- The Washington Times - Wednesday, May 20, 2009

Under the sweltering sun in Iraq and Afghanistan, service members are being tormented by sand fleas, but a soothing balm made by a local skin care expert is offering some relief from the insects’ bites.

The ointment, known as Combat-Ready Balm, was created by Sara Damelio, a beauty aesthetician at the Stillpoint Wellness Center in Takoma Park who has her own organic skin-care line called Skincando.

In honor of Military Appreciation Month, Ms. Damelio and 630 WMAL are partnering on a campaign called Operation Sand Flea. Their goal is to send at least 5,000 jars of the cream to Iraq and Afghanistan by July 4.

Marine Corps Sgt. Joe Surunis, who was stationed in Iraq last year, describes sand fleas as “tiny, clear gnats that bite the heck out of you. They come out in the early morning and at night when it’s cooler, but they get worse in the summer. The only thing that keeps them away is bug spray.”

Sgt. Surunis says a jar of Combat-Ready Balm was left for him by the Marine he replaced.

“I fell in love with it, and wanted to help get it to other people. It really sped up the healing,” he says.

Matthew Carpenter, a 23-year-old Marine, says that he is still recovering from complications from a sand flea bite he incurred more than two years ago while stationed on the east coast of Iraq. The bite carried with it a parasitic infection.

“Iraq must be the sand flea holy land,” says Marine Staff Sgt. Michael Coy. “We are at our wits’ end and going crazy due to be bitten 10 to 20 times nightly with nothing that is working.”

Combat-Ready Balm got its start in 2001 when Ms. Damelio created a facial moisturizer she called “Miracle Cream.”

“People thought it was too heavy for their face, so they started using it for diaper rash, burns and severe dry skin on the body,” she says.

She eventually changed the name and marketing of the product, which got the attention of Jessie Popchak, wife of soldier Marc Popchak. Mrs. Popchak bought some balm, which retails for $25 for a 2-ounce jar, and then “asked for more two weeks later because it was the only cream her husband found that worked to calm his sand flea bites,” Ms. Damelio says.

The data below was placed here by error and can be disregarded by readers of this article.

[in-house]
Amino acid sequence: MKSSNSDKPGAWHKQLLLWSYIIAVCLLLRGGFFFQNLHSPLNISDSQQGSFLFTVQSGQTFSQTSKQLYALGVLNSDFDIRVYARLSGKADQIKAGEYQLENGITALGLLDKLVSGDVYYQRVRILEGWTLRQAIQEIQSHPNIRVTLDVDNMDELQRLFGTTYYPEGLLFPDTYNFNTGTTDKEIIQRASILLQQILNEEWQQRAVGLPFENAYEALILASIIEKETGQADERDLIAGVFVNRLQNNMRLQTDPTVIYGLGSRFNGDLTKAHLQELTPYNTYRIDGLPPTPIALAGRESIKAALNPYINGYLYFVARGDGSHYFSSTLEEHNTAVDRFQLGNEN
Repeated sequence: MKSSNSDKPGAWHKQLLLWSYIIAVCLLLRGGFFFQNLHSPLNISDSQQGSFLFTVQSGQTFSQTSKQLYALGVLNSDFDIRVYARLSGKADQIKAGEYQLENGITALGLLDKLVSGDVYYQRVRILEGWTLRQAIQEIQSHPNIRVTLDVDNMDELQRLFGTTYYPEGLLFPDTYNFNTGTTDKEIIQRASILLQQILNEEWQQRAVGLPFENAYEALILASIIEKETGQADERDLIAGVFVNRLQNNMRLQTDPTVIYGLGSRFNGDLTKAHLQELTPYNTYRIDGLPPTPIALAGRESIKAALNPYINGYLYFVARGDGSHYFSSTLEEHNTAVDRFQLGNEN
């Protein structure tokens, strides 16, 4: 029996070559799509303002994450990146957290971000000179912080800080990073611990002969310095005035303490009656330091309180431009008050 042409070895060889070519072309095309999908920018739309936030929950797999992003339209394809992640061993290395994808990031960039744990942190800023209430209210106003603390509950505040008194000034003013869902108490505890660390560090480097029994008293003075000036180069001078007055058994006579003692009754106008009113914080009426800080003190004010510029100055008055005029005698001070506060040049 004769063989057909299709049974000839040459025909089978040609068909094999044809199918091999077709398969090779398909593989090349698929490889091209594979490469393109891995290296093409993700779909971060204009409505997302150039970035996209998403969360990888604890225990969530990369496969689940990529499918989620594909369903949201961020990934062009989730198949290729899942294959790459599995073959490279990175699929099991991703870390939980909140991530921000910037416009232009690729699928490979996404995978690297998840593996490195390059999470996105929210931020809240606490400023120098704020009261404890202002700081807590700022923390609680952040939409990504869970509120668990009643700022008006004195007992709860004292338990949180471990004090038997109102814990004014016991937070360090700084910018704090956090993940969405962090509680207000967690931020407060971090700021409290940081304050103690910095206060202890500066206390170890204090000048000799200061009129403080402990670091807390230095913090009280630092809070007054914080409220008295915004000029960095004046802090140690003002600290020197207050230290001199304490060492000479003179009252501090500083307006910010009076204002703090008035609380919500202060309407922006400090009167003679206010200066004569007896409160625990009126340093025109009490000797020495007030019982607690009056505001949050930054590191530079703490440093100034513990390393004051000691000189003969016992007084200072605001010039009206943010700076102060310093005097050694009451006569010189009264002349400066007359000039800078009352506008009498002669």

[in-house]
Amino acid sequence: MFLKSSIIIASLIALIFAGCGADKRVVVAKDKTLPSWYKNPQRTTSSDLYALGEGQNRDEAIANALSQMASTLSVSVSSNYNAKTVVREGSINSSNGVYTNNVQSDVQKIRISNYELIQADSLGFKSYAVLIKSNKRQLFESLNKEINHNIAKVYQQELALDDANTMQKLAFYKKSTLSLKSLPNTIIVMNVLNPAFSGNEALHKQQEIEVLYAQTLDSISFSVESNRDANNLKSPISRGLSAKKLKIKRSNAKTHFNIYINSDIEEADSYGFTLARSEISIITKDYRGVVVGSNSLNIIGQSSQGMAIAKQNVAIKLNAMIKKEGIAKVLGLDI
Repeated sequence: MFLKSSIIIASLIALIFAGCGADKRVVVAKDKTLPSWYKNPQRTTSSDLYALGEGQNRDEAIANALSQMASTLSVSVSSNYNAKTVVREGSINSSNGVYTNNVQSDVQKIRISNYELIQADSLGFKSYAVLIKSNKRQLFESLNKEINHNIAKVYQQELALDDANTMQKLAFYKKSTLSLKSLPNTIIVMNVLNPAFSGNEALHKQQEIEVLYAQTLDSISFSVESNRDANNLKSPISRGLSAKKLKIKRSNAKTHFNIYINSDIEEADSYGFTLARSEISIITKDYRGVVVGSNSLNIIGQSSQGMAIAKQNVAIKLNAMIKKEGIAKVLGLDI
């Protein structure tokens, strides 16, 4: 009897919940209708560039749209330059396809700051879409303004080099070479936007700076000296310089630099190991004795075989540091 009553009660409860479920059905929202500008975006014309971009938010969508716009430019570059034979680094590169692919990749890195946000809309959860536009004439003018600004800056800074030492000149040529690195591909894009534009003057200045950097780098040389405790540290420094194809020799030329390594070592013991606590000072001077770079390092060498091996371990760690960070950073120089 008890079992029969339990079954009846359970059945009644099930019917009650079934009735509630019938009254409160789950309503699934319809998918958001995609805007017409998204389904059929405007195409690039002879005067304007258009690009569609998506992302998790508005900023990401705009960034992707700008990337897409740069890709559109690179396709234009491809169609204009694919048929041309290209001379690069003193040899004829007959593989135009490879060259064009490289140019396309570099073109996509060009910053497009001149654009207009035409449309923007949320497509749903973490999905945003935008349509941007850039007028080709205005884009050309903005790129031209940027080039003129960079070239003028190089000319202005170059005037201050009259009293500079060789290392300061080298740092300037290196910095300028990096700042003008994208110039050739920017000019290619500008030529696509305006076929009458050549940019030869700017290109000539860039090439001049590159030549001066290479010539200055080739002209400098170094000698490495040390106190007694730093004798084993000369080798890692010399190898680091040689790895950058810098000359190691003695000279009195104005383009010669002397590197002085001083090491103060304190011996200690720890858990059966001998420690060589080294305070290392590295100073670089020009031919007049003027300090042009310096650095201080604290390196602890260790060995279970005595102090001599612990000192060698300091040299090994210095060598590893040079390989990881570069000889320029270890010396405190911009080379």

Looking to help soldiers and expose military leaders to the healing powers of her product, Ms. Damelio says she has sent “about 1,475 jars at my own expense and through asking for donations on my Web site, skincando.com,” to troops in Iraq and Afghanistan.

M. K. Tribbie of the office of Deputy Undersecretary of Defense for Advanced Systems and Concepts says while the office of the Secretary of Defense cannot endorse any particular product, it has given Ms. Damelio help with the initial process of making the cream more easily available to service members.

“If someone goes on my Web site and buys a jar to be sent, it is the wholesale cost of $12.50. I don’t charge a shipping fee if the jar is donated. Skincando pays the cost of the shipping,” she notes. “I send jars to trusted individuals and then they distribute them accordingly.”

Paul Duckworth, operations manager of WMAL says, “If you’ve actually seen a sand flea bite, you know why our troops are so excited to get some real relief. Our listeners have stepped up, but we’ve got a lot of work to do. Our servicemen and women will stop scratching. Donate a jar and both you and a soldier will feel better.”

To donate to Operation Sand Flea, go to www.630wmal.com and type in the keyword “help” or visit www.skincando.com. In addition to donating a jar of balm to a soldier, $1 from each contribution will be donated to the Fisher House Foundation, a public-private organization that supports military families.

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